Mike Stretford - on 14 Mar 2012
In reply to Webster:
> (In reply to Papillon)
>
> [...]
>
> we are sold them by the department at the start of a degree

Thanks, I'd say that is the problem.

On most other courses equipment would be provided as needed. Nobody from my department tried to sell me an Oscilloscope .
Tiberius - on 14 Mar 2012
In reply to Papillon:
> Nobody from my department tried to sell me an Oscilloscope .

But if you were a doctor, they'd sell you a stethoscope...and you'd probably try it out on every girl you met. Unfortunately give a man a hammer and he will smash things to bits.
Targets - on 14 Mar 2012
In reply to pamplemouse: Horray <3
King prawn on 14 Mar 2012
In reply to UKC News:
when I was a geology student, I seem to recall that hammers were banned from field trips. There's always a fresh piece of exposure if you look around long enough. It's not like they were doing groundbreaking research - the constituents of the tor are well documented.

Nowadays, I use anfo, a Cat 2900 bogger and a hosepipe when looking for a fresh exposure. I reckon we could remove Hay Tor in a week.......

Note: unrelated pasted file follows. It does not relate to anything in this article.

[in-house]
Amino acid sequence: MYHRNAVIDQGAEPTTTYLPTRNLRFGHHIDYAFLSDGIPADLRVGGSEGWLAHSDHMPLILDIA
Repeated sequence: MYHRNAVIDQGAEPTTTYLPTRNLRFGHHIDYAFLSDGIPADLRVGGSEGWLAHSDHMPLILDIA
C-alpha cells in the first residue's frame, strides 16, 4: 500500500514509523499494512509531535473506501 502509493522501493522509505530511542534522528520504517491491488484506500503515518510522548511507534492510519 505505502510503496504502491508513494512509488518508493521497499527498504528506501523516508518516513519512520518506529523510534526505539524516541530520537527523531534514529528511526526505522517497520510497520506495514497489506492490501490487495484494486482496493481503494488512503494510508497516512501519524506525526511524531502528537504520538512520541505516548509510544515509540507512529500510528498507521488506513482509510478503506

What Goes Up - on 14 Mar 2012
In reply to King prawn:
> (In reply to UKC News)
> It's not like they were doing groundbreaking research

Surely the problem is that they were doing groundbreaking research?
King prawn on 14 Mar 2012
In reply to What Goes Up:

> Surely the problem is that they were doing groundbreaking research?

poor choice of words on my part. What I ment to say was that they'd be hammering for the hell of it; just an ill-founded justification that it's what geologists do. Once qualified, most geos run a mile from hammering. Too much like hard work

have hammer... must hit stuff...
bevsie - on 14 Mar 2012
In reply to UKC News: I forsee a string of University Toolbox talks on ethical hammer use
tlm - on 14 Mar 2012
wolverine - on 14 Mar 2012
In reply to UKC News: Bloody Vandal(s).... and Anne
Webster - on 14 Mar 2012